Even if they were mature in one sense, no generation has been immune from immersion in the nationalistic brainwashing. They hear a constant barrage of messages calling for sacrifice of one kind or another. It comes not just from their own parents. Surrounding them is continual noise from the media, schools, and relatives that their ”service” is needed to protect the Nation. We will praise their sacrifice. If they have the bad luck to come home without legs,  blind, or disfigured with scars from burns, well, that is too bad but necessary. They had better fight them there than over here. They will be doing it for the rest of us. 

What is one life compared to the many lives they will save. Their own life cannot compete in value to the whole. Nationalism, not some selfish individualistic ideology is above all, pragmatic. We are all depending on you now; off you go.

About the Author

Lynn Atherton-Bloxham

Lynn Atherton-Bloxham

Lynn Atherton-Bloxham has been an enthusiastic pro-freedom activist for many years.  As a former registered commodity and stock broker, her work has included conducting financial and economic evaluations for businesses. As a writer and political and social analyst, her work has appeared in many publications, starting with the Johnson County Missouri Conservative Newsletter in 1962 and continuing since with the Kansas City Business Journal, The Heartland Institute, the California Libertarian Journal, and the Oklahoma Libertarian Forum.

Copyright © Lynn Atherton-Bloxham. Used with permission.

Comments (5)

  • Dr Jimmy T (Gunny) LaBaume

    Dr Jimmy T (Gunny) LaBaume

    01 January 2014 at 08:35 |
    Years ago, I read a simple statement: "War is good business. Invest your son."

    I understood the words but didn't understand the real meaning--until much later.
  • Brian White

    Brian White

    07 August 2013 at 15:45 |
    As I have two adult age children in my late 40s I am terrified that not too long ago I too would have been proud had they chosen to enlist or go the ROTC route. I believed America was rightfully involved in these foreign entanglements. I could not be more terrified of losing one or more of my children to such a wasted fate now.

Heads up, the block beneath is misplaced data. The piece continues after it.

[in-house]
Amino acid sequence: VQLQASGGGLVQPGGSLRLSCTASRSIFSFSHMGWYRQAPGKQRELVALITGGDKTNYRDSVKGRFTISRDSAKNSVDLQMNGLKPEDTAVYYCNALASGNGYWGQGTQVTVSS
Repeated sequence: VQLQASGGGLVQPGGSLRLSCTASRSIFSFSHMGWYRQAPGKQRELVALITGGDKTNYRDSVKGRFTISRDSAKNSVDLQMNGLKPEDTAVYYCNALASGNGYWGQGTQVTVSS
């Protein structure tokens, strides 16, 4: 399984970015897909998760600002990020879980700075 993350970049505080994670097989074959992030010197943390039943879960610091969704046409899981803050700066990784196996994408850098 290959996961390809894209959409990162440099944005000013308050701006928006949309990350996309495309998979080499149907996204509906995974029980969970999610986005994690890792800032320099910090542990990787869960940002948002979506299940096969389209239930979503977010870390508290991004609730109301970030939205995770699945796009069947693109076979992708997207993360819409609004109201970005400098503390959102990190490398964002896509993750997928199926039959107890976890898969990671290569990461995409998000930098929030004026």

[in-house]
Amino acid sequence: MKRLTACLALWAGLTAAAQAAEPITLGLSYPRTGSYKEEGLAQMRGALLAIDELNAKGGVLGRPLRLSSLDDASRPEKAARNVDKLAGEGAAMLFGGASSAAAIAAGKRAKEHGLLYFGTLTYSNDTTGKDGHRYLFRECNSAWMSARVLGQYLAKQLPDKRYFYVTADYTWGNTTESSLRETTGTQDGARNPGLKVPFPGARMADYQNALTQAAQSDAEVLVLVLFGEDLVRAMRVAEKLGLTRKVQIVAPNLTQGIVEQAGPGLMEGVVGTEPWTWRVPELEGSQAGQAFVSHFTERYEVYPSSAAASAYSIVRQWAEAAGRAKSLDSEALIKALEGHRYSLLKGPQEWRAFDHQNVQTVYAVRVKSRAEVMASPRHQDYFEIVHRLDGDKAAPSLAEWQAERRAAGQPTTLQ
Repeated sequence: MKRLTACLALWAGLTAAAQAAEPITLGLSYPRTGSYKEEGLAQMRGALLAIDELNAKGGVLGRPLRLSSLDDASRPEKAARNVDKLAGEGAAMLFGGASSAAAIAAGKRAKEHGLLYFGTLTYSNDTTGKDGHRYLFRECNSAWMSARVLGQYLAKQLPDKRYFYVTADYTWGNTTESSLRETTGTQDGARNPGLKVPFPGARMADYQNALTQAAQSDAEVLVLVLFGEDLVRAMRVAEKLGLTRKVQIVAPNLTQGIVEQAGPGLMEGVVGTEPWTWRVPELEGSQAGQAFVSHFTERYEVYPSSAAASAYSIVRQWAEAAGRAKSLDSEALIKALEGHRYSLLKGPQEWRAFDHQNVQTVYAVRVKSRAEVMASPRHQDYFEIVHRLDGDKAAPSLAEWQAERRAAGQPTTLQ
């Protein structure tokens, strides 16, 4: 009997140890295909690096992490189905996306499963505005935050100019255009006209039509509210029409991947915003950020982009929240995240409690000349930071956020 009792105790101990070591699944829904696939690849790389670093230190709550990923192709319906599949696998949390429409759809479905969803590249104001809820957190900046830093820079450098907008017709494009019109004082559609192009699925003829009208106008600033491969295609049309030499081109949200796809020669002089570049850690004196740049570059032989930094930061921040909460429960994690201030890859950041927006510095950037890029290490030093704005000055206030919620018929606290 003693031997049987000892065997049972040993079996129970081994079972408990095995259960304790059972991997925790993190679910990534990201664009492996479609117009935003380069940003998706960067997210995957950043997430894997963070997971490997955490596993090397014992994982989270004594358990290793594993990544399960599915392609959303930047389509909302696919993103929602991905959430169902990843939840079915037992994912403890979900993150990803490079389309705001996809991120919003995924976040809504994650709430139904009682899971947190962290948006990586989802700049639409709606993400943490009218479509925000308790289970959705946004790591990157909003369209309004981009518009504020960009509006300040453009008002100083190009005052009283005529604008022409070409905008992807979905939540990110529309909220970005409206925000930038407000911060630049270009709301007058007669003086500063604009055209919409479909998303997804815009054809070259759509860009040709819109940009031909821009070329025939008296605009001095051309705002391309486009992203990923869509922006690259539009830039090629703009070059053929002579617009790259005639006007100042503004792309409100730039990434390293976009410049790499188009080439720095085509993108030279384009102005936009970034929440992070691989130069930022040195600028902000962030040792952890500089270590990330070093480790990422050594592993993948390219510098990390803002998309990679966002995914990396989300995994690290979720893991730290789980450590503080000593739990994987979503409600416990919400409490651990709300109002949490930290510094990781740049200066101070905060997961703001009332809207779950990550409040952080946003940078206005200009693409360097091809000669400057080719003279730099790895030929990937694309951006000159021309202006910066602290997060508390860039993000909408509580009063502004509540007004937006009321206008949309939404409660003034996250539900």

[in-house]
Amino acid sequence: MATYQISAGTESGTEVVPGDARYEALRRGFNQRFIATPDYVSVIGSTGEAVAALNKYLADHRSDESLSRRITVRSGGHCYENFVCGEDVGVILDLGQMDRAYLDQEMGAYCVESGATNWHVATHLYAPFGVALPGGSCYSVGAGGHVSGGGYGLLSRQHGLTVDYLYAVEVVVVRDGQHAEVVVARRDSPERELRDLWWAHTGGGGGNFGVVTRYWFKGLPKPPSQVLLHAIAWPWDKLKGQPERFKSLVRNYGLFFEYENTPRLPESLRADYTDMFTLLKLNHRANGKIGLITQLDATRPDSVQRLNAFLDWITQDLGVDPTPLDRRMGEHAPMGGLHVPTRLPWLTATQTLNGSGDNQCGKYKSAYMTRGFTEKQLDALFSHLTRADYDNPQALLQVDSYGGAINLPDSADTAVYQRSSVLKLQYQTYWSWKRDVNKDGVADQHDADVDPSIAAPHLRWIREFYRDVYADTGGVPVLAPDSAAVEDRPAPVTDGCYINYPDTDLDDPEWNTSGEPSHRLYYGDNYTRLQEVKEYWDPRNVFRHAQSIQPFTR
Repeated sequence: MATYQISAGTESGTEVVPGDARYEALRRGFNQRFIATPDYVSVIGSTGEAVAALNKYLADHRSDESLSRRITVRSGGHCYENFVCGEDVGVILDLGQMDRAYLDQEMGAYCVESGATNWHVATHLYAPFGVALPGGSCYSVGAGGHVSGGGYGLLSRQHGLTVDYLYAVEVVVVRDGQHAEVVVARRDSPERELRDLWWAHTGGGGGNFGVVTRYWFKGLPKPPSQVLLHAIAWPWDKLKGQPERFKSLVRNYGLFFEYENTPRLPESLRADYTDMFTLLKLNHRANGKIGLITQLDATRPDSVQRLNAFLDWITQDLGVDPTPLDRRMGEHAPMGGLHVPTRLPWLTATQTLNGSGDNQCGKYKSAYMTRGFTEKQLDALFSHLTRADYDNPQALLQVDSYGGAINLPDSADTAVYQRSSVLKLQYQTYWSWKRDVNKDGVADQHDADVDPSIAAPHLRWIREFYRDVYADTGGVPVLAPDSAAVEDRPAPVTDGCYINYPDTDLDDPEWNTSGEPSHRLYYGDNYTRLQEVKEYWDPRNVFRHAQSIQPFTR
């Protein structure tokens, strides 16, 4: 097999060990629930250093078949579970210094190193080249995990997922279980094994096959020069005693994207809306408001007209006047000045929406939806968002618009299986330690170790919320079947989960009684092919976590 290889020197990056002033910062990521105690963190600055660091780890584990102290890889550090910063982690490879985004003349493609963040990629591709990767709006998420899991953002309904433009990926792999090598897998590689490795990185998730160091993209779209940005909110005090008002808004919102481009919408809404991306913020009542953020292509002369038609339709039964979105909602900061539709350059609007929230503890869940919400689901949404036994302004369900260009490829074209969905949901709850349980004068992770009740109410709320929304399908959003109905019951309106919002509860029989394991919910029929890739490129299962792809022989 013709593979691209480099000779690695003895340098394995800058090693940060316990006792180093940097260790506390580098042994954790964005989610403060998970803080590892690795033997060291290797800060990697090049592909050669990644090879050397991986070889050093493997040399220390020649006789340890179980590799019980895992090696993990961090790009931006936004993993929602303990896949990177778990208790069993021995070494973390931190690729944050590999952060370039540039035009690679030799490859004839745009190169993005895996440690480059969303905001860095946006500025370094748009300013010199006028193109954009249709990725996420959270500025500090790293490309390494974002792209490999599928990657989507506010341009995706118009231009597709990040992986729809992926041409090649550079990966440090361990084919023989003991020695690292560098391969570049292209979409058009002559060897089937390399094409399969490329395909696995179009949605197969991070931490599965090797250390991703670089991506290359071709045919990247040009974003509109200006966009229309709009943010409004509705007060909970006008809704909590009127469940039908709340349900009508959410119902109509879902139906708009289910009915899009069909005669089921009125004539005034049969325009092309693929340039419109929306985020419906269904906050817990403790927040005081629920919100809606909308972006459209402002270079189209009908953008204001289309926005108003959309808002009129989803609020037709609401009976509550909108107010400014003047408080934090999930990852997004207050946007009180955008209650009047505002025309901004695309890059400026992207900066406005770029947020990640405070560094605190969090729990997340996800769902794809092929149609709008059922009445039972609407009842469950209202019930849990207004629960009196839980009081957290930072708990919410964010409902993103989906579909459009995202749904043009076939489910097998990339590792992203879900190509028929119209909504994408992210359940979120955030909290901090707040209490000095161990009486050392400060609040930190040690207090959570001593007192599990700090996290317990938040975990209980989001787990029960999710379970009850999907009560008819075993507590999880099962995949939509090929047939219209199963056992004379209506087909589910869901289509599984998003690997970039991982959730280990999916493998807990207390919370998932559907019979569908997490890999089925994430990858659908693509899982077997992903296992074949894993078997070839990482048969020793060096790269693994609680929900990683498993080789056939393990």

I cringe to think what would happen to these parents emotional states that come to realize this. I agree that these parents are responsible to sagely direct their children, but generations of patriotism overrides true wisdom. Hopefully the growth of the Libertarian movement and excellent contributors like Lynn will help end this support for using our children to further the ends of the political class.
  • matagordagreg

    matagordagreg

    31 May 2013 at 19:10 |
    I went to S. Vietnam in the late 60`s , all of the heroes went to Canada.
    They were not responsible for anyone`s death.
  • PaulTheCabDriver

    PaulTheCabDriver

    31 May 2013 at 18:44 |
    When my son was about to graduate from high school, I received a phone call from some Marine corps recruiter. I asked why he wanted to speak to Junior, and the Marine recruiter said that he wanted to discuss the career opportunities the military offers. I told him, "Hang on a second,' then held the phone away from me and said, to my son across the room in a very loud voice for the Marine to hear, ""Hey Junior, some guy on the phone wants to teach you how to drive a jeep, then send you to some God-forsaken country to kill brown people and get your ^&%&^ blown off when you run over a land mine." Junior looked up at me from his game, and laughed. "Sorry," I said to the recruiter, "He's busy playing Nintendo."
    They didn't call back.
  • MS_34

    MS_34

    31 May 2013 at 13:11 |
    Great article and perspective. If we want to end this madness, we must shun the military and see to it that the GI Bill is repealed in full. Incentivizing our children to kill for profits and power is a remarkably destructive force for evil.